Chandra Reddy, C.J.
1. All the three revision cases raise a common question relating to the meaning to be given to the words 'gold or silver bullion', occurring in Section 6 of the Hyderabad General Sales Tax Act, 1950.
2. T.R.C. No. 91 of 1958 relates to the assessment year 1954-55, T.R.C. No. 92 of 1958 to the year 1955-56 and T.R.C. No. 93 of 1958 to the assessment year 1953-54. The petitioners are a firm of dealers in gold, silver and jewellery at Kothagudem, Khammameth District. Their business consists of buying pure gold, adding to it base metal like copper and selling it as sovereign gold.
3. The plea of the petitioners before the Department was that this turnover was not exigible to tax for the reason that they had already paid tax at the rate of four annas per cent and, consequently, they were entitled to the benefit of Section 6(1) of the Hyderabad General Sales Tax Act. This did not prevail with the Department which was of opinion that the metal sold by the assessee was not gold bullion coming within the ambit of Section 6(1) and as such the turnover was liable to tax.
4. The appeals carried by the assessee to the Deputy Commissioner of Commercial Taxes and the Sales Tax Appellate Tribunal were unsuccessful.
5. In these revision cases filed against the order of the Tribunal rejecting the appeals, it is urged by Sri Mallikarjuna Rao that the expression 'gold or silver bullion' is of wide import and takes in gold or silver mixed with base metals like copper or lead. We are unable to accede to this proposition. If really the intention of the Legislature was that every metal which could be described as gold or silver should claim exemption under Section 6(1), the word 'bullion' need not have been employed and the words 'gold or silver' would have served the purpose. It is a golden rule of construction of statutes that every word used in a statute is presumed to serve a specific purpose and is not a mere redundancy.
6. The following are some of the meanings given to the word 'bullion' in the Oxford Dictionary :-
(i) precious metal in the mass;
(ii) gold or silver in the lump, as distinguished from coin or manufactured articles; also applied to coined or manufactured gold or silver when considered simply with reference to its value as raw material;
(iii) solid gold or silver (as opposed to mere showy imitations);
(iv) impure gold or silver.
7. In our opinion, the last meaning is synonymous with gold or silver ore before it is refined. It is also worthy of note that the second meaning given in the dictionary also indicates that it is applicable only to pure gold silver.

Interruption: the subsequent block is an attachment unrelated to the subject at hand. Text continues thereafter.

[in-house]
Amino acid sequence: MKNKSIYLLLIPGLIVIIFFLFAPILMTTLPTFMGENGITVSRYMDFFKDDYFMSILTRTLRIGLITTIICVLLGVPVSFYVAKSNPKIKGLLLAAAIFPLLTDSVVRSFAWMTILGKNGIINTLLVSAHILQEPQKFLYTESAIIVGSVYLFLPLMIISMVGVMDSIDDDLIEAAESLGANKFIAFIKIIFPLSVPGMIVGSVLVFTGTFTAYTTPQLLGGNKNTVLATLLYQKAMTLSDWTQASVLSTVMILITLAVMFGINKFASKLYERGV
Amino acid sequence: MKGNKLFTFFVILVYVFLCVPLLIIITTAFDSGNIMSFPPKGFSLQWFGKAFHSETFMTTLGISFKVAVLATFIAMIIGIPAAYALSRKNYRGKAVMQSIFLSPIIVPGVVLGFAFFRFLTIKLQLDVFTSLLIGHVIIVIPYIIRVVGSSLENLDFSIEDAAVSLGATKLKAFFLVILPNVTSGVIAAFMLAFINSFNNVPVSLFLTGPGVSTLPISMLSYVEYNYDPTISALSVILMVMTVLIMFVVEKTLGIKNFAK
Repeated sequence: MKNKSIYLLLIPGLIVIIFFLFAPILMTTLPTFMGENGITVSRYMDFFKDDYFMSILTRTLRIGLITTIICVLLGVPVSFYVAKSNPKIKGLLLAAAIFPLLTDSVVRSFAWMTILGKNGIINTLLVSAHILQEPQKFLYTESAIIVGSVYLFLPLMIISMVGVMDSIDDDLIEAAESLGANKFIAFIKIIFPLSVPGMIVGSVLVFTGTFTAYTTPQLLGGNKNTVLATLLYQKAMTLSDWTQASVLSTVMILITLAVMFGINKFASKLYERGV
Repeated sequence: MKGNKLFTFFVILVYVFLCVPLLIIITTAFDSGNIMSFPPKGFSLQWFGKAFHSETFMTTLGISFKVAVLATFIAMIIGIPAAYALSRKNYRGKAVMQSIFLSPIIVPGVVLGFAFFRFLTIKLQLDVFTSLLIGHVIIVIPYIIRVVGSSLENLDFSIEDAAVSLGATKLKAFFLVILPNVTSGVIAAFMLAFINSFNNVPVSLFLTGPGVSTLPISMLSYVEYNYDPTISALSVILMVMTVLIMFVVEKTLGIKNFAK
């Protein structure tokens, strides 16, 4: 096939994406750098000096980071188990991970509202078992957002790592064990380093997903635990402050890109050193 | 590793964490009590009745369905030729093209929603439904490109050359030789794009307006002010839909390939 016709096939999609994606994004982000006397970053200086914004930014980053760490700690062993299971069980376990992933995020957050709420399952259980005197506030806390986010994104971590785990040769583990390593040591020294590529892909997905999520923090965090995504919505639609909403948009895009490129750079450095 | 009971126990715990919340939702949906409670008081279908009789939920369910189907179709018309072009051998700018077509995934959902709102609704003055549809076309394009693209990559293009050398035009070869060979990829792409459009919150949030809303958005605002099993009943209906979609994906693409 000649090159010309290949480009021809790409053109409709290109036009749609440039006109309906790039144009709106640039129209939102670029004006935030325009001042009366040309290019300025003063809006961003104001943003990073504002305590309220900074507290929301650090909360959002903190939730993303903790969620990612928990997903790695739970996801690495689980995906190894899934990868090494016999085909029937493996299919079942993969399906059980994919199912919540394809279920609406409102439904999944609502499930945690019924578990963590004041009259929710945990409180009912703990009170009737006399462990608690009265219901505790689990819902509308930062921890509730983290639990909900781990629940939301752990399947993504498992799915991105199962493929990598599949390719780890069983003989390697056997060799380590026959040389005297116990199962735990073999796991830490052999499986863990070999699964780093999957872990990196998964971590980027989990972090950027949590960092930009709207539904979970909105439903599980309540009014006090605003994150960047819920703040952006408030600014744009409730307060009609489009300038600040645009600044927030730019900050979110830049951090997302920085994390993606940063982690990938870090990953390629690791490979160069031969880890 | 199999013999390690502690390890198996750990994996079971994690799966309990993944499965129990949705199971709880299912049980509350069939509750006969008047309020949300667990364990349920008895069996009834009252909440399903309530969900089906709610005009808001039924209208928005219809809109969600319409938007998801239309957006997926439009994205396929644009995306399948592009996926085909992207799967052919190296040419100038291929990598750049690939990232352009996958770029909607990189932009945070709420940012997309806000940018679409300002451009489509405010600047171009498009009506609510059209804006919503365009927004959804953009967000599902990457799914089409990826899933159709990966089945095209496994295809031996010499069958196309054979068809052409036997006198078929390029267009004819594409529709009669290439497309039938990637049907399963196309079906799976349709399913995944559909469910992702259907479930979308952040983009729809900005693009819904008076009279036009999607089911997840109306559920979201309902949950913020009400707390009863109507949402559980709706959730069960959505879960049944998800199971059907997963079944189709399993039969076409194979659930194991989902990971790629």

8. In Wharton's Law Lexicon the following meaning is given :-
Bullion is uncoined gold and silver in the mass. Those metals are called so, either when smelted from the native ore and not perfectly refined; or when they are perfectly refined, but melted down into bars or ingots, or into any unwrought body, of any degree of fineness.
9. It is also significant that in Currency and Bank Notes Act, 1928 (Chapters XVIII and XIX Geo. 5 C. 13) 'bullion' is defined as including any coin which is not current and legal tender in the United Kingdom. This inclusive definition gives the indication that but for this definition bullion would not take in coins not current and legal tender in the United Kingdom.
10. In this connection, it is not altogether out of place to refer to the relevant, provisions of the Madras General Sales Tax Act. As against items 10 and 11 of Sub-section (2-A) of Section 3, the following expressions are used:
Item (10) Bullion and specie.
Item (11) Jewellery made of bullion and/or specie excluding precious stones.
11. This makes it abundantly clear that the legislature has used these expressions as containing two different concepts, 'bullion' being equated only to pure gold. If the word 'bullion' could cover every form of gold or silver, it was unnecessary for the use of the word 'specie'.
12. Similarly, in the Andhra Pradesh General Sales Tax Act, 1957, the use of the expression 'bullion and specie' in items 12 and 13 also is a pointer in the same direction.
13. For these reasons, we have reached the decision that the expression 'gold or silver bullion' connotes only pure gold or silver and it does not take in gold or silver mixed with copper or lead.
14. In these circumstances, we uphold the order of the Tribunal and dismiss these revisions with costs in T.R.C. No. 91 of 1958. Advocate's fee Rs. 75.